American Wood: understanding types and uses

American wood falls into three broad categories; Hardwood, Softwood, and Tropical Hardwoods. All three types find a use for building purposes.

Hardwoods are technically referred to as deciduous trees, which means they shed their leaves annually. Hardwood trees have broad leaves, produce a fruit and are dormant during the winters. Different varieties of hardwood trees include oak, cherry, ash, and maple. Typically hardwoods are used in furniture, cabinetry, and flooring.

Softwoods are conifers, which means “cone-bearing.” These trees do not have leaves. Instead, they bear needles. Common types of Softwoods include fir, pine, redwood and cedar. Typically Softwood is used for structural lumber. The wood has little decorative value.

Tropical hardwoods are not native to North America. These types include mahogany, rosewood, and teak. This kind of wood is usually not used for structural purposes. The majority of the use is for furniture.

Another important aspect to consider for American wood is the level of pressure it can bear. The hardness of wood is measured using the Janka Rating System. Hickory Pecan is perhaps the strongest of the American hardwoods. Compared with Aspen, it is almost five times harder. Hickory Pecan is medium-reddish brown, and it does not have any odor. It is heavy and can barely be scratched with fingernails. The general appearance is that of unevenness; vessel scratches are somewhat obvious. Sapwood thickness is variable but frequently wide. This kind of wood is best used for construction purposes.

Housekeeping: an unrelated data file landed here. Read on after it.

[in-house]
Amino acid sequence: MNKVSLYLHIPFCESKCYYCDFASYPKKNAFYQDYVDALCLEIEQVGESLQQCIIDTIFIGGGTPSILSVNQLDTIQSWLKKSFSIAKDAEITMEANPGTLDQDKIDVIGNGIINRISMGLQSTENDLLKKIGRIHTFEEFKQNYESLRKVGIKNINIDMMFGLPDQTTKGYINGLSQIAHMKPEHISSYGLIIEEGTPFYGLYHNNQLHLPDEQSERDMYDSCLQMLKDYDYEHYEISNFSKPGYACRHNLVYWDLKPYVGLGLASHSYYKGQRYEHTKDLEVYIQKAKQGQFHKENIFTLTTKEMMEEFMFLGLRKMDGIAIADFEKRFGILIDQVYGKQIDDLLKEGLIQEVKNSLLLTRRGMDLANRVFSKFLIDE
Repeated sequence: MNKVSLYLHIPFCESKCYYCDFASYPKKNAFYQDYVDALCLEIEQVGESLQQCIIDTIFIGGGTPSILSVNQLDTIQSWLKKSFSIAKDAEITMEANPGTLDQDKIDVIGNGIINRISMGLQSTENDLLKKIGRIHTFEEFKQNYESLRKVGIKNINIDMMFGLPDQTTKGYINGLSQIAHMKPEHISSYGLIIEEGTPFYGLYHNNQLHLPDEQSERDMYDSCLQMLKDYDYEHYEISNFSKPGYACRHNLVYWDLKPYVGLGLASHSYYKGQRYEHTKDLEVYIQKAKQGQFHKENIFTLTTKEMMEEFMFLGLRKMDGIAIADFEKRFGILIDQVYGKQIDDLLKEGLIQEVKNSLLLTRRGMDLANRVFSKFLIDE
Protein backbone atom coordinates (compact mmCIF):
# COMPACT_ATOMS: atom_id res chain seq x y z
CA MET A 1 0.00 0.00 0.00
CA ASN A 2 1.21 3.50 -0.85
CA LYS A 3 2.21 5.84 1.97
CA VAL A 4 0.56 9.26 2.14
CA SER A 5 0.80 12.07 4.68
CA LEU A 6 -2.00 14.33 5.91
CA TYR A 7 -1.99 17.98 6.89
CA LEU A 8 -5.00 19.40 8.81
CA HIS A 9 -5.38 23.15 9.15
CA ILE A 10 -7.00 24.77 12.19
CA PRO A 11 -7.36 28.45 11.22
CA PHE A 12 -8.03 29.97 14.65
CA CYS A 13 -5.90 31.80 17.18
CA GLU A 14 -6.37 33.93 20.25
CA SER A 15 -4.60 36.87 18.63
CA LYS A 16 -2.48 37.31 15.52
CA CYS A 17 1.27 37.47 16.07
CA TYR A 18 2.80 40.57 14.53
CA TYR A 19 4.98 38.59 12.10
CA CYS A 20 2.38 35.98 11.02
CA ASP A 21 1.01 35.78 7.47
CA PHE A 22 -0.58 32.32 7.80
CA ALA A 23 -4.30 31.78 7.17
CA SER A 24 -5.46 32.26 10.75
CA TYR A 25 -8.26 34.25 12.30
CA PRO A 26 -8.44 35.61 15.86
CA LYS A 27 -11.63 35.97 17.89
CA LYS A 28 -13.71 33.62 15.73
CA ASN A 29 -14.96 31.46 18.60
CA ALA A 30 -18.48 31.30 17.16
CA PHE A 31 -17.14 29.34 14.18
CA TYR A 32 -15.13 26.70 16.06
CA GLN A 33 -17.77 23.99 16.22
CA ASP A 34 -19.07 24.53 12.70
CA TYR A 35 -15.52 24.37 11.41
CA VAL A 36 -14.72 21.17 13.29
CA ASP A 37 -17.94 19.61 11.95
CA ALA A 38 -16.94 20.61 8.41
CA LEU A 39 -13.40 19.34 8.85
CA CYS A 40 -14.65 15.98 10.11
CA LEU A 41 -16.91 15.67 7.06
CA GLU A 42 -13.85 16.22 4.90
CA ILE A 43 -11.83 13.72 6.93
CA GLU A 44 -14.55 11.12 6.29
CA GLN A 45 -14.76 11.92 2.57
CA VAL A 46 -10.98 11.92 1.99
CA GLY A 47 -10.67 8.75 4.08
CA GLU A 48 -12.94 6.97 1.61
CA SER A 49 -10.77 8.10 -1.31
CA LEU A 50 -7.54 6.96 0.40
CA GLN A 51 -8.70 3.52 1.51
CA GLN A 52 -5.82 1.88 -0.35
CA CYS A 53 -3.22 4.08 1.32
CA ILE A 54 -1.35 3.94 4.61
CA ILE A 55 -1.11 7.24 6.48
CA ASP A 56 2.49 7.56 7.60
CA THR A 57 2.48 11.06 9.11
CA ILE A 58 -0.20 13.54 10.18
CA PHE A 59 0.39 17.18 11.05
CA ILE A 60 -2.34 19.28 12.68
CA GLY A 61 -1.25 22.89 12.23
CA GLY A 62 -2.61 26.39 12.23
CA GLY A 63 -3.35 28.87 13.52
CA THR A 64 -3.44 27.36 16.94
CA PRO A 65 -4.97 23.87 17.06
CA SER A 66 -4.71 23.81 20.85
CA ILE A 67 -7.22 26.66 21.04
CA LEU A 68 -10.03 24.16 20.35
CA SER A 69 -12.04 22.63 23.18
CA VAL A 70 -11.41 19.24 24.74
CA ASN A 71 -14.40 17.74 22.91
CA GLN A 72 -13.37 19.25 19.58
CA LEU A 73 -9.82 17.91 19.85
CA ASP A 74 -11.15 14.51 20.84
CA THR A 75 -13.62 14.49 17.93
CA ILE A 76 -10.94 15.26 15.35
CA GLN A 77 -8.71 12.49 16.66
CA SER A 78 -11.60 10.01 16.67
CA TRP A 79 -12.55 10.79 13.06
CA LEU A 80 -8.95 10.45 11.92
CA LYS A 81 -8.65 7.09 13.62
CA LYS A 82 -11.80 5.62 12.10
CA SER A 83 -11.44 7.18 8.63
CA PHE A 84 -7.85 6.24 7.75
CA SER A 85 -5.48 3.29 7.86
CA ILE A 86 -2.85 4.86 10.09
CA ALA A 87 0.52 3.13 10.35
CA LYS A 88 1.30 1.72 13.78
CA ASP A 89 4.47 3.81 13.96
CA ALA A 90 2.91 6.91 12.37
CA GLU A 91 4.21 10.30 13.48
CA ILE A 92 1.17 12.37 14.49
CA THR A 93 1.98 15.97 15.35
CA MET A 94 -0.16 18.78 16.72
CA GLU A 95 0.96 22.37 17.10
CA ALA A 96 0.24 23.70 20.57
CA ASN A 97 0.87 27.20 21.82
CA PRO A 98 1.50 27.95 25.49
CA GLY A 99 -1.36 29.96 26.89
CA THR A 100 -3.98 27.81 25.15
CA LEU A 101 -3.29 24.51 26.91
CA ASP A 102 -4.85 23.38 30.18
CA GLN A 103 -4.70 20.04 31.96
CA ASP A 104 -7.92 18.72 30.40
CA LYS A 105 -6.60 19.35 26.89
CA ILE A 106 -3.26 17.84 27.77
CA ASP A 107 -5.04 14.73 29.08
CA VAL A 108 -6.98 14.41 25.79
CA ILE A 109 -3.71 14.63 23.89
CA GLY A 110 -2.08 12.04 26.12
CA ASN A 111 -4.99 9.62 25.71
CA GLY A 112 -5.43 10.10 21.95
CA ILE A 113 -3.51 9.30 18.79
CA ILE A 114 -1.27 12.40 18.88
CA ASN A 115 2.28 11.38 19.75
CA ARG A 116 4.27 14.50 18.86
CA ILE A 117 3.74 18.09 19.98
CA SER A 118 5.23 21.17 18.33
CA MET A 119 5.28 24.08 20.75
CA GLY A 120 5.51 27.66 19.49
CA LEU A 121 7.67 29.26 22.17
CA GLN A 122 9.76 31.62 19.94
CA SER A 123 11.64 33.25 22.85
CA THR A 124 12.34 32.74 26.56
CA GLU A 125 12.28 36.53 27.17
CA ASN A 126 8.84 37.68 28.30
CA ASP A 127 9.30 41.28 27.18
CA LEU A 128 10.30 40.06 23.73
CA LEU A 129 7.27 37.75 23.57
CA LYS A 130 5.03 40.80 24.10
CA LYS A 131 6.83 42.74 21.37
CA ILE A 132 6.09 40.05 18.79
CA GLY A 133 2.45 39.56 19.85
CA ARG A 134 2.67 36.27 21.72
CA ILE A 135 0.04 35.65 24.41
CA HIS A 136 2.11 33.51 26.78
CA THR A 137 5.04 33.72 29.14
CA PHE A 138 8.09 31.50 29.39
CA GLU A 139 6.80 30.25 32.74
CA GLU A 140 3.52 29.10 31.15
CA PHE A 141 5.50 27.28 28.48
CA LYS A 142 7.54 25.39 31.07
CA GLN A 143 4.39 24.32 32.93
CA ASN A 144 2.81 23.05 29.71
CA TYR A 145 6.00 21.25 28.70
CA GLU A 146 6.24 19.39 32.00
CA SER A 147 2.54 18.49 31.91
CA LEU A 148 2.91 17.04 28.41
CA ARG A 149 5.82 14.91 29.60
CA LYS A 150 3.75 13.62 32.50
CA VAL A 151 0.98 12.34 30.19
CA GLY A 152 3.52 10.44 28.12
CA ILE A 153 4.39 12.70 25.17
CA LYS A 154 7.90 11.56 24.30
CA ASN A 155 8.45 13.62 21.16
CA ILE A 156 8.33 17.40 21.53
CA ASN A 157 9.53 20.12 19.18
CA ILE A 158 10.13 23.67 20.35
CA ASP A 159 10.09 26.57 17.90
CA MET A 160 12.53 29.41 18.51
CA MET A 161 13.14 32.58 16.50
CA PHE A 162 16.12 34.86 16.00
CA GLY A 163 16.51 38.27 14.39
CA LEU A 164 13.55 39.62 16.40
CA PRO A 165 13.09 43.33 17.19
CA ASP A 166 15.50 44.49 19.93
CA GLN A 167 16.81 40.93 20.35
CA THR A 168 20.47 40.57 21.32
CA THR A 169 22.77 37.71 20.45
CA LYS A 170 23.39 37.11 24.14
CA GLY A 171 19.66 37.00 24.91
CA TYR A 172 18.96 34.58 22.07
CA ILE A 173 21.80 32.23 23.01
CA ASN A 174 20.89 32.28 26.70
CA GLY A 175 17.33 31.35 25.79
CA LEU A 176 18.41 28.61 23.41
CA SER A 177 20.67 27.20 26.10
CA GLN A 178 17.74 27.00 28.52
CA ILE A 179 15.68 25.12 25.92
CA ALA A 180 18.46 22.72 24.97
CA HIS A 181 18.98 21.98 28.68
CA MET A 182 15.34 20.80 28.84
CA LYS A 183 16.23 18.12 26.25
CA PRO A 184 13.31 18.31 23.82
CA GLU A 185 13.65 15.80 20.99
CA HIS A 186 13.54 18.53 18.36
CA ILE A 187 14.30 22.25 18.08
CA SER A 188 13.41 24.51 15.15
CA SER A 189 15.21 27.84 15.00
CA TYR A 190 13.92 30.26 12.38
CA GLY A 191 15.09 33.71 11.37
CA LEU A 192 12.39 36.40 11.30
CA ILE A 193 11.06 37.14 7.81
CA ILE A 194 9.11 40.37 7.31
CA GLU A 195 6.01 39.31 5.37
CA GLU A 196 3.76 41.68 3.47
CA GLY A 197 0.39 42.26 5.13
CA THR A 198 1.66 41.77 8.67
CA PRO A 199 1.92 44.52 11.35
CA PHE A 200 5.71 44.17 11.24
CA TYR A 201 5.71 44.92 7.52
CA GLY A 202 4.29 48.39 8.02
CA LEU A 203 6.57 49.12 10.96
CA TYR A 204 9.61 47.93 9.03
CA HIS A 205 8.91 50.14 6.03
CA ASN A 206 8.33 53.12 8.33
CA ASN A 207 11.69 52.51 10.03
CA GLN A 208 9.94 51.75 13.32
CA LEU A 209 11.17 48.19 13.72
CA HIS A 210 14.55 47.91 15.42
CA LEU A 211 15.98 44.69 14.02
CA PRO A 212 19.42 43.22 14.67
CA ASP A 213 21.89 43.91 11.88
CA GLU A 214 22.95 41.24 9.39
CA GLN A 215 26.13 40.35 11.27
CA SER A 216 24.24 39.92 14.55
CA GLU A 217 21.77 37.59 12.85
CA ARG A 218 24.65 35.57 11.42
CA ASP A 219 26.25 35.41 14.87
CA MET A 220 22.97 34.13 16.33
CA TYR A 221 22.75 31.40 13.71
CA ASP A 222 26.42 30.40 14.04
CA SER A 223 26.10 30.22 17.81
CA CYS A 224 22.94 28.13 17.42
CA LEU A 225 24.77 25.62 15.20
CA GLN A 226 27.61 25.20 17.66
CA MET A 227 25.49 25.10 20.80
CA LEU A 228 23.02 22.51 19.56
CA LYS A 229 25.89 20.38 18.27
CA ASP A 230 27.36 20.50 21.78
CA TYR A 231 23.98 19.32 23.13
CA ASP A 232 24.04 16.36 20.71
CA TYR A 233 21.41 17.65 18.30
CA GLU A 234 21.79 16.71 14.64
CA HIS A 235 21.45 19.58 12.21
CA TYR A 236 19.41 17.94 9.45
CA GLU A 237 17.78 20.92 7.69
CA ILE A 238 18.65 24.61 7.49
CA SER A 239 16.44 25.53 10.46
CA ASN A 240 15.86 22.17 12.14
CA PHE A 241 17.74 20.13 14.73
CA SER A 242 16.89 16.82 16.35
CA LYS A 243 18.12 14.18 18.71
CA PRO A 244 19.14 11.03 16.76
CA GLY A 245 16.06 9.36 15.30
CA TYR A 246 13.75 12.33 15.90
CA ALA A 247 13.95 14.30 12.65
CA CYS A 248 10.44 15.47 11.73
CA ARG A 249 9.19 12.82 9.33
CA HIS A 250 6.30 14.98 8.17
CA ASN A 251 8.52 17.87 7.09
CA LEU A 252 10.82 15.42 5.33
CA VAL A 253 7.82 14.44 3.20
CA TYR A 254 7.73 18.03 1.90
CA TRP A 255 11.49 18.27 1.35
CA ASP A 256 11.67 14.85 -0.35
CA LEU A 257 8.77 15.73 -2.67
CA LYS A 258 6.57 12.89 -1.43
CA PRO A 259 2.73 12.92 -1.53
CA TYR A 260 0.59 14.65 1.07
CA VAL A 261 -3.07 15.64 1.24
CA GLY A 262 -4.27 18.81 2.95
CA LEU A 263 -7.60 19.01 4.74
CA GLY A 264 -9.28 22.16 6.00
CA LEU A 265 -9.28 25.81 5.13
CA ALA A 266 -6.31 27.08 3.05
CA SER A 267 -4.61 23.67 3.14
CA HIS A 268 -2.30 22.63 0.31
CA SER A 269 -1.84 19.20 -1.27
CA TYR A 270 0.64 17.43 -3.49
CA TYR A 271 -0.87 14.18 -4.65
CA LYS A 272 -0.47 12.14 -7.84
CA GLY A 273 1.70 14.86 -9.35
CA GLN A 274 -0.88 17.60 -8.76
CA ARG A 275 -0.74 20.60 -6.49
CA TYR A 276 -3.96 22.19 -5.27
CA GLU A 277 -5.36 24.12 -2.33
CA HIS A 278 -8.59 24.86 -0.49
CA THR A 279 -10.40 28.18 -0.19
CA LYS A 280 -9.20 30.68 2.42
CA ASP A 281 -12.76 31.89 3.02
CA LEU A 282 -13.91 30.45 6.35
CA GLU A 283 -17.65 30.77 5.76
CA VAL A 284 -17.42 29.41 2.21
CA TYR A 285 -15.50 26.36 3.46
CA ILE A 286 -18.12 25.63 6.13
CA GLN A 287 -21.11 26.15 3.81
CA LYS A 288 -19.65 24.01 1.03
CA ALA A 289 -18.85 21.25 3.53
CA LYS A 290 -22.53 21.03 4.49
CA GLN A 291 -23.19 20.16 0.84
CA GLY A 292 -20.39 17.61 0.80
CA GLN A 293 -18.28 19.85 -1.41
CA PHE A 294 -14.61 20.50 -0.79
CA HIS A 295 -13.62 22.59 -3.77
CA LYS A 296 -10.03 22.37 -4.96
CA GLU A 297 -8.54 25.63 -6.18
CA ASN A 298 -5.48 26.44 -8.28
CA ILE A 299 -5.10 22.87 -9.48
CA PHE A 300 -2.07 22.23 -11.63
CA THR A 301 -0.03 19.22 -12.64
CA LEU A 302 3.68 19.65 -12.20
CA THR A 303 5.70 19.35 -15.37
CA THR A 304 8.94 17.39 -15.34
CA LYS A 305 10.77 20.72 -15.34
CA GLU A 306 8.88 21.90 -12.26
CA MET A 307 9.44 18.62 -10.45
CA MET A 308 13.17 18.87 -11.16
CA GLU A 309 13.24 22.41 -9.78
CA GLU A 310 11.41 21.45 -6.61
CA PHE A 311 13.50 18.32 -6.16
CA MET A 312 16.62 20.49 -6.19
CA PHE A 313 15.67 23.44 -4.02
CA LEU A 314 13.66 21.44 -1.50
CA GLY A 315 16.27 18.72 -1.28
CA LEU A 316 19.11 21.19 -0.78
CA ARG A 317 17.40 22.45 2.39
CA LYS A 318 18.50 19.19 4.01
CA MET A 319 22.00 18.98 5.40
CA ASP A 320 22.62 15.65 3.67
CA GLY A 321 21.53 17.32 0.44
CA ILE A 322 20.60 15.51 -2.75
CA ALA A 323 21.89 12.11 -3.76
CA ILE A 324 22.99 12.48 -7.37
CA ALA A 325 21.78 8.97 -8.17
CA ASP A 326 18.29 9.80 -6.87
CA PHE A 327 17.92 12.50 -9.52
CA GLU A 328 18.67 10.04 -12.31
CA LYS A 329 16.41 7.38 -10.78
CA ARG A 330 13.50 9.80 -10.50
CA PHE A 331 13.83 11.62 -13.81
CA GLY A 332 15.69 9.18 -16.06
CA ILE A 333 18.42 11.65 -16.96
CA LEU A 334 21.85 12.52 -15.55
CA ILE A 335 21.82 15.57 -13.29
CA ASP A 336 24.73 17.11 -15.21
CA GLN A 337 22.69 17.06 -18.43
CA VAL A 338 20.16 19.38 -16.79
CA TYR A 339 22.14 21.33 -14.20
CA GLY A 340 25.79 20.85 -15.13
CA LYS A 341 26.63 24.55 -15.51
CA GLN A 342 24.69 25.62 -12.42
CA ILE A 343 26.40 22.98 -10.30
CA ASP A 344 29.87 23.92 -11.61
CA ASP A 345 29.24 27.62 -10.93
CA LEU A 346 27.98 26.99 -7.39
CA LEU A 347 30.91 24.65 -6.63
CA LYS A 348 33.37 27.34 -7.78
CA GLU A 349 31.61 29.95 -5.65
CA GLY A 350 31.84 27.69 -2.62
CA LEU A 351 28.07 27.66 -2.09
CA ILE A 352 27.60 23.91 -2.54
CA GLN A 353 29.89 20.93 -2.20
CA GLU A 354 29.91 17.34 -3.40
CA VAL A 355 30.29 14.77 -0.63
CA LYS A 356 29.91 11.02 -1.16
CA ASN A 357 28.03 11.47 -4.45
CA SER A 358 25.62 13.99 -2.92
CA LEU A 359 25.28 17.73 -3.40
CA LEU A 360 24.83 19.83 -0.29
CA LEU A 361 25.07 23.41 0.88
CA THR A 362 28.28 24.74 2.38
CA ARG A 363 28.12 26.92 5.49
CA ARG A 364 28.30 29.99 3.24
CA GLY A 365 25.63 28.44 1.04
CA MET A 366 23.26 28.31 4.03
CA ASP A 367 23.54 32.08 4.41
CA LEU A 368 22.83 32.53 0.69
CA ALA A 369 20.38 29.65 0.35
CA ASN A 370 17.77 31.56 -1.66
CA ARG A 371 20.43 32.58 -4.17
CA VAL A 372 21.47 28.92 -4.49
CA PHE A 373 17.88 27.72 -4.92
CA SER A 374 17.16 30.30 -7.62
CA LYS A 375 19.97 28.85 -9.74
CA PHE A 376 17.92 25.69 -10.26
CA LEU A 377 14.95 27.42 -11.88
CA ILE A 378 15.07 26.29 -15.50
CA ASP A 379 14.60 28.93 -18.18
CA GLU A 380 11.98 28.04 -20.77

Aspen, which is much softer than Hickory Pecan is native of Rocky Mountains, Pennsylvania, and West Virginia. Aspen forests also extend from Alaska to New Foundland. A typical use of Aspen is in low-value wood products including crates and boxes.

Among the softwoods, Redwood is perhaps most commonly used for building purposes. Most siding, decking, outdoor furniture trim, comes from Redwood. The natural range of Redwood is rather limited and only be found between southern Oregon and Central California.

Another type of wood that is commonly used for building purposes is Alaska Yellow Cedar. Its use is found in shingles, siding, paneling and cabinets. For this reason, it is referred to as an “ornamental species.” Alaska Yellow Cedar has an odor which is similar to ginger, and its growth rings are relatively obvious. The trees are native to Southeastern Alaska, British Columbia and Washington and Oregon.

Since wood from different species looks alike, it is important to understand the characteristic and their use.

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